He texted me one day a little before Christmas and asked me “Lez, why can’t people understand I was raped?” He had gone to a psychologist and he had been denied his feelings. I, a future psychologist, am so sorry for this man’s inhumanity. This affected me very deeply, and I was not the one who raped. I cannot start to imagine the pain and how it affected him.

My friend didn’t report it. Why make a big deal? He never told me her name. I think he is scared that I will find her and hurt her and ruin my future (I would- he knows me so well). He was in quicksand. He didn’t sleep much, he didn’t eat much, he thought of suicide so often. He attempted it once, I am lucky that he did not pull the trigger. I can picture his blue eyes bloodshot red from the crying as he held the gun to his head. He didn’t report it. Over half never report their rapes.

Okay, I’m done crying, but hopefully, readers understand. Back to some facts. Approximately one in five African American women in the U.S. experienced rape at some point in their lives. One in seven Hispanic women have experienced rape at some point in their lifetime; over half of Hispanic women have experienced sexual violence other than rape in their lifetime (by the way, I am Hispanic).  One in three multiracial non-Hispanic women will be the victim of rape in her lifetime. 22.6% of Black men experienced sexual violence other than rape in their lifetime. My friend is white, six feet something and super sweet. Even in his darkest he helped me very way he could. I am honored he calls me friend (well actually he calls me Lez, but you know what I mean).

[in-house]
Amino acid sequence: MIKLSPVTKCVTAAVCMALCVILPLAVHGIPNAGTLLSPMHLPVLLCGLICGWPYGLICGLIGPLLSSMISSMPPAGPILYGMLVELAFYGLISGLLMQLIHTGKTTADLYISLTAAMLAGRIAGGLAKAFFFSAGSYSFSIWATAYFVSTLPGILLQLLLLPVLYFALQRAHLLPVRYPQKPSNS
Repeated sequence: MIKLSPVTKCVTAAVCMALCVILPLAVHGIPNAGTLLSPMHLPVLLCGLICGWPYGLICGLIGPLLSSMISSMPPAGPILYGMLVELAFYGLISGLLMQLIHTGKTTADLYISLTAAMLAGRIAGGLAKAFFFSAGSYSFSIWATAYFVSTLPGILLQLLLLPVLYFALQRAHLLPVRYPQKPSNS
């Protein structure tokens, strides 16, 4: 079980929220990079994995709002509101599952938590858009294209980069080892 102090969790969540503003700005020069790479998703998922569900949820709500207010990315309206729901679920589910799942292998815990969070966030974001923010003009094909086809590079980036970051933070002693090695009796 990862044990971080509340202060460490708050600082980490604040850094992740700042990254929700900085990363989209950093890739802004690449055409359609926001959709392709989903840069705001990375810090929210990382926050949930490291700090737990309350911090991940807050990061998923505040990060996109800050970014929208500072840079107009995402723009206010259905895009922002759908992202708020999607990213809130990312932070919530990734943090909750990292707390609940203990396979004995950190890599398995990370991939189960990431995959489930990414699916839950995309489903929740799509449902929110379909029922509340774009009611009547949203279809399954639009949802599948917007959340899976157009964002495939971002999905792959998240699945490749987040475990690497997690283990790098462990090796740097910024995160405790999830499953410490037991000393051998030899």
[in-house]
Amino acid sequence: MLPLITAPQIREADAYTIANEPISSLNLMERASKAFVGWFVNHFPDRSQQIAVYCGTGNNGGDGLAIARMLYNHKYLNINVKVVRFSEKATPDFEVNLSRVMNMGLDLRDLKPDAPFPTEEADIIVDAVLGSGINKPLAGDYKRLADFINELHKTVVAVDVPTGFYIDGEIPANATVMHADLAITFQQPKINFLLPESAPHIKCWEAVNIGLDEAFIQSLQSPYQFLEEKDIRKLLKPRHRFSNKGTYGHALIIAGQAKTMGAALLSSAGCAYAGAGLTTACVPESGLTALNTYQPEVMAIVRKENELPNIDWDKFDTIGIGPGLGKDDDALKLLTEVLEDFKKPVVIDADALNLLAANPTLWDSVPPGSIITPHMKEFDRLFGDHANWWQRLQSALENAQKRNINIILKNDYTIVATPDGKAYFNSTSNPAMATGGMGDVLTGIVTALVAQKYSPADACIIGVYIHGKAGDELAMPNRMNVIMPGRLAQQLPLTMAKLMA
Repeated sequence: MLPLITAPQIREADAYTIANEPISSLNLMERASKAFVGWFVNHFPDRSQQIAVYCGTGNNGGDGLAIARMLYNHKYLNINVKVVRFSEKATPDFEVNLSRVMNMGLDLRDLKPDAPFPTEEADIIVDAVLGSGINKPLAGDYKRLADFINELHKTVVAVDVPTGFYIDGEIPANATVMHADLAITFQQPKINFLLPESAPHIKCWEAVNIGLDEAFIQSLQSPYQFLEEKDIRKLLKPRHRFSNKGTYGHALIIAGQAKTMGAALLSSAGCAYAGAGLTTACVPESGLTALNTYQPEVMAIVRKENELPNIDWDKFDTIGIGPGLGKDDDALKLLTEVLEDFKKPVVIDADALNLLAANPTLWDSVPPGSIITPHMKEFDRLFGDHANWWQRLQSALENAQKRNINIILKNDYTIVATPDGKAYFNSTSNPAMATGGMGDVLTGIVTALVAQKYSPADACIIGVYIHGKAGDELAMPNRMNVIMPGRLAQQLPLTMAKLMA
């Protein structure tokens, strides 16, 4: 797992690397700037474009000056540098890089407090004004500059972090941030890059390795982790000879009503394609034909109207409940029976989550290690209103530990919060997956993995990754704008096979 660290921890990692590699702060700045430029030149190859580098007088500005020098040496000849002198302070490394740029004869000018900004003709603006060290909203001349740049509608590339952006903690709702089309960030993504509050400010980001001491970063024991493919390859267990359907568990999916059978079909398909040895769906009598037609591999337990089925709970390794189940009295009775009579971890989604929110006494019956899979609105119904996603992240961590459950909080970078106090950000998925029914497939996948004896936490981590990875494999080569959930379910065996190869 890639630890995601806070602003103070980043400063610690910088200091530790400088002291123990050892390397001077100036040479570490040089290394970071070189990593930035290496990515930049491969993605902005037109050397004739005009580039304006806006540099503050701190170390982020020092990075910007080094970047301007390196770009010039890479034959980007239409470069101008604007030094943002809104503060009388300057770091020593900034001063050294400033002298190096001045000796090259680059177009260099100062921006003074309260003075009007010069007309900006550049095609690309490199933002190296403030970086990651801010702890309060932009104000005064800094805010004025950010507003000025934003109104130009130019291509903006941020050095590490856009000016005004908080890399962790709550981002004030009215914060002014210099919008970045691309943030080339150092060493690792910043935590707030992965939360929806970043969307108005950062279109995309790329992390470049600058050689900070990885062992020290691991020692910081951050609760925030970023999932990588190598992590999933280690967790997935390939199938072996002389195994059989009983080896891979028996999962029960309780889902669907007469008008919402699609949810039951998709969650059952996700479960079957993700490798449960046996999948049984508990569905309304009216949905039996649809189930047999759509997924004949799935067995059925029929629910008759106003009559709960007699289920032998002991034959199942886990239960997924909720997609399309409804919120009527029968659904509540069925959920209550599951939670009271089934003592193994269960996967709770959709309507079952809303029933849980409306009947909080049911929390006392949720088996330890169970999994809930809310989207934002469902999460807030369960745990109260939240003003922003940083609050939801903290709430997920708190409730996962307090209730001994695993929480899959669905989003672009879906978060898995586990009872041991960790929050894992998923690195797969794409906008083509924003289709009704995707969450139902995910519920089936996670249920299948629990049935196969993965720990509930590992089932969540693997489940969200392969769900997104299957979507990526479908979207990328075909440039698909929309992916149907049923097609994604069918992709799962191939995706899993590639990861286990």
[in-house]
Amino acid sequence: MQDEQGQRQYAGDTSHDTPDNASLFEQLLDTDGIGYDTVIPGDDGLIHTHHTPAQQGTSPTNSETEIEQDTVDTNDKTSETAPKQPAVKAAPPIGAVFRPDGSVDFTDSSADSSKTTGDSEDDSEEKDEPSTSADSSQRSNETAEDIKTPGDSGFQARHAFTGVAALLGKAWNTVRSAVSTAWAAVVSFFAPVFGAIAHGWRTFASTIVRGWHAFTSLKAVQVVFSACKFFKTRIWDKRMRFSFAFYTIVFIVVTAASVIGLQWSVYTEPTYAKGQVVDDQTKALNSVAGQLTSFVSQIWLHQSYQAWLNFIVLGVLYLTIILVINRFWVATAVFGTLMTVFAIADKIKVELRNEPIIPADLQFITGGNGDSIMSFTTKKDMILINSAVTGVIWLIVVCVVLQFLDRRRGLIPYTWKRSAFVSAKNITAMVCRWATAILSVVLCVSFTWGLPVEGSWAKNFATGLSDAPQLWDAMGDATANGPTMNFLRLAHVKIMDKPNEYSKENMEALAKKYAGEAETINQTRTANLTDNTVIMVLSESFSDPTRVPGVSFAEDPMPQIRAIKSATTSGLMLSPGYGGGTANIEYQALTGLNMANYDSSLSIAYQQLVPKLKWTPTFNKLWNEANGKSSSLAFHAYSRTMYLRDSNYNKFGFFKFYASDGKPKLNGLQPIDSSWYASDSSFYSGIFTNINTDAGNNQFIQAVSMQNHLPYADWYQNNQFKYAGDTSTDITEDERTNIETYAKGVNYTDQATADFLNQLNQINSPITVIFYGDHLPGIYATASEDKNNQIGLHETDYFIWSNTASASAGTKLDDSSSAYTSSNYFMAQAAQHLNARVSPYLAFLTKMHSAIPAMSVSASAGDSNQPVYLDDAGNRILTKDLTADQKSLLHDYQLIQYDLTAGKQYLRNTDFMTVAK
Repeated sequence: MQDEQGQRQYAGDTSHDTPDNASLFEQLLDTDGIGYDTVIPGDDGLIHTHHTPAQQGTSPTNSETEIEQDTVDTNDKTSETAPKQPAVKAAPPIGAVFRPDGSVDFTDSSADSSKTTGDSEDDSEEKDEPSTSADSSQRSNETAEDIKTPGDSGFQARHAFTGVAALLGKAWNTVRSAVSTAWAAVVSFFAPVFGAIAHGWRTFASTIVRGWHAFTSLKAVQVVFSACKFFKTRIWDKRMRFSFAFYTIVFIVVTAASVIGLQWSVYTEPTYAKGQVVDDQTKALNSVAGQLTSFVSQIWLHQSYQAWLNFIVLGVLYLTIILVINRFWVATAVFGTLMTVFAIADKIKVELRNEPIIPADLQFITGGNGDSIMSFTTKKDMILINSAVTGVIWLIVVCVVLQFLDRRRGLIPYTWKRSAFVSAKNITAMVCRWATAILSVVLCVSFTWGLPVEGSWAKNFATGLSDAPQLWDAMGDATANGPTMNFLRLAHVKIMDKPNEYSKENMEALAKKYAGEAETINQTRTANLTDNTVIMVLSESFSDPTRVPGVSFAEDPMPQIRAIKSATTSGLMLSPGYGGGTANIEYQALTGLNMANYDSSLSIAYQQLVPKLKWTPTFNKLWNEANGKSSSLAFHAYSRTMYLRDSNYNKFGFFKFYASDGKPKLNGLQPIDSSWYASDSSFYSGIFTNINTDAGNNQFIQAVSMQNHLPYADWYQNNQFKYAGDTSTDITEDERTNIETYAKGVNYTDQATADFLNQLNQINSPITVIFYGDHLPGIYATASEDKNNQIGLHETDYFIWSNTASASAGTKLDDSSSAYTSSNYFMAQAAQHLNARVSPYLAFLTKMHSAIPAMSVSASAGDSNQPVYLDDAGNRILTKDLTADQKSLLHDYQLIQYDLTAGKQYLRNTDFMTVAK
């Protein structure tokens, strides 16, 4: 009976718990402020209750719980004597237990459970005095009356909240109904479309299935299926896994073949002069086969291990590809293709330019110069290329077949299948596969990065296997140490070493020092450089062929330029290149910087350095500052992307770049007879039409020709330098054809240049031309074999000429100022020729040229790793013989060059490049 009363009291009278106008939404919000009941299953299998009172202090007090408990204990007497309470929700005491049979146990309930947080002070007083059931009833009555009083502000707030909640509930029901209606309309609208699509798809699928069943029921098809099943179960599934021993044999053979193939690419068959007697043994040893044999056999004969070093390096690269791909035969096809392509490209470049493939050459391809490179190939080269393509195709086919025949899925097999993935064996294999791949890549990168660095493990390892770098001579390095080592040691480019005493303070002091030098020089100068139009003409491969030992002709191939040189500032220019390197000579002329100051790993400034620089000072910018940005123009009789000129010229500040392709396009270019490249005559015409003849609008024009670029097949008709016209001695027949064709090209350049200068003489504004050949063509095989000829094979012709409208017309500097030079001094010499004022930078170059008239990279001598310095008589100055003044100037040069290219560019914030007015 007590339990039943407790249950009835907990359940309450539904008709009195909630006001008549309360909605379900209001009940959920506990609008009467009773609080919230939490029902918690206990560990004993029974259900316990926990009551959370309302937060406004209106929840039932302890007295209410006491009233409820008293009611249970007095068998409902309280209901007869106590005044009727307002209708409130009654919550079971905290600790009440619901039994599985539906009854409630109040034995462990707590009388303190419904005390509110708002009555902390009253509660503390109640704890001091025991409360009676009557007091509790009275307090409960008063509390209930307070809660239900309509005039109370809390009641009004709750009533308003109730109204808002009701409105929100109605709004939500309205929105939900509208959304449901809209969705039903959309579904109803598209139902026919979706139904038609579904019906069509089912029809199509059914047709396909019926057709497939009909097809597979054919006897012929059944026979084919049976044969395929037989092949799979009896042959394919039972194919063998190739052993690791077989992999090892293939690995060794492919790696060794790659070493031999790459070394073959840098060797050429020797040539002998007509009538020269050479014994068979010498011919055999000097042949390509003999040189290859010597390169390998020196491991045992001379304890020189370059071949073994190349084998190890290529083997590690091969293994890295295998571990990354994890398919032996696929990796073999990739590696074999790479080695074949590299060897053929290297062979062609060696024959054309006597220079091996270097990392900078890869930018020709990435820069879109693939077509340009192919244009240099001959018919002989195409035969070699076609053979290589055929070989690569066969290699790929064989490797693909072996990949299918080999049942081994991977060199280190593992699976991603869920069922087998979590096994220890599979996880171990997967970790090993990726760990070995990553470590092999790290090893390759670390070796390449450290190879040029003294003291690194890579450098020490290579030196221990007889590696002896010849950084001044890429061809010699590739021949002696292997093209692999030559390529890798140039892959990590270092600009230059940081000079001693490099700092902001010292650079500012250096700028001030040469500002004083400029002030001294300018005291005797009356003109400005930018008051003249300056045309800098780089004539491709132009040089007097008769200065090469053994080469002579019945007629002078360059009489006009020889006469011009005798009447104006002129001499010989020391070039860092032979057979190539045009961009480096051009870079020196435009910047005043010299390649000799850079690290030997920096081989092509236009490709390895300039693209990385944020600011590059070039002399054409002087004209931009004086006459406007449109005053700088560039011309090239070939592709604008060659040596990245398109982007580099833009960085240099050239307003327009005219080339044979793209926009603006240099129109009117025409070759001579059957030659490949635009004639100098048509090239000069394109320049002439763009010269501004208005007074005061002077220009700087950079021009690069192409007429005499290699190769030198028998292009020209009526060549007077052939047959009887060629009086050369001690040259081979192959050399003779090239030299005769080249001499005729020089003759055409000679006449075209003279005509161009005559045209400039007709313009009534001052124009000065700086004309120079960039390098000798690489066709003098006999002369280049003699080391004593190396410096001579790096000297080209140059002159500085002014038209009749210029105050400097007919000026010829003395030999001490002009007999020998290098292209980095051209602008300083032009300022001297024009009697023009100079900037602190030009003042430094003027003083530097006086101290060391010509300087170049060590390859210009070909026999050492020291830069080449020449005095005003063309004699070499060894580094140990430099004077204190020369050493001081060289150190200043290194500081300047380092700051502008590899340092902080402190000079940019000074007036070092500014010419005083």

Sorry. Back to the facts. National studies estimate that almost 80% of people with disabilities are sexually assaulted on more than one occasion. Women with disabilities are raped and abused at a rate at least twice that of the general population of women. Rapists are nothing but cowards. Most studies reveal that approximately 50% of transgender people experience sexual violence at some point in their lifetime.

The chances that a woman will develop Post Traumatic Stress Disorder after being raped are 50-90%. Men experience PTSD as well. My friend has PTSD. Rape victims are four times more likely to have contemplated suicide after the rape than non-crime victims, and 13 times more likely than non-crime victims to have attempted suicide. He’s somewhat happy now, I would like to believe. I don’t talk to him much anymore, life has a way of getting in the way, but I always am secretly scared that one day I will open up my Facebook and I will see something about his death- his suicide.

Back to the facts: women and men who experience rape, stalking, and/or intimate partner violence are significantly more likely to experience asthma, irritable bowel syndrome, diabetes, frequent headaches, chronic pain, difficulty sleeping, activity limitations, poor physical health, and poor mental health than women who have not had such experiences.